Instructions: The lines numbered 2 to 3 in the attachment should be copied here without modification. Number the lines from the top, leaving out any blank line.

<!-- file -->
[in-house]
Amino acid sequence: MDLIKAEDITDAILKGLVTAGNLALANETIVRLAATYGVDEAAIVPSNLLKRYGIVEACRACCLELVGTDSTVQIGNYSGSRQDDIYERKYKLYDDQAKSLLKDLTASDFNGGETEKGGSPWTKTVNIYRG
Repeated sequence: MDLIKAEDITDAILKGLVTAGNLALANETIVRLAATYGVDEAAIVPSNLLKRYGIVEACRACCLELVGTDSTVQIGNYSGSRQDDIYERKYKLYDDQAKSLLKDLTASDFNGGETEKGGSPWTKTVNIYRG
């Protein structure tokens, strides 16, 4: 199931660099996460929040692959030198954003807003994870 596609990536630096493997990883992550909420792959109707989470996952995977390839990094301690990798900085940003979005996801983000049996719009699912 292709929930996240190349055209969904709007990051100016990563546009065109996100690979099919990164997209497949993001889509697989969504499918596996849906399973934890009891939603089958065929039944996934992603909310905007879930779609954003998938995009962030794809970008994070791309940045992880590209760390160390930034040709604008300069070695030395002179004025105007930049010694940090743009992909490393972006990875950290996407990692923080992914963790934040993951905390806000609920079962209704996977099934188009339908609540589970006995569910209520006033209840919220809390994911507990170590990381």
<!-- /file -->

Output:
Amino acid sequence: MDLIKAEDITDAILKGLVTAGNLALANETIVRLAATYGVDEAAIVPSNLLKRYGIVEACRACCLELVGTDSTVQIGNYSGSRQDDIYERKYKLYDDQAKSLLKDLTASDFNGGETEKGGSPWTKTVNIYRG
Repeated sequence: MDLIKAEDITDAILKGLVTAGNLALANETIVRLAATYGVDEAAIVPSNLLKRYGIVEACRACCLELVGTDSTVQIGNYSGSRQDDIYERKYKLYDDQAKSLLKDLTASDFNGGETEKGGSPWTKTVNIYRG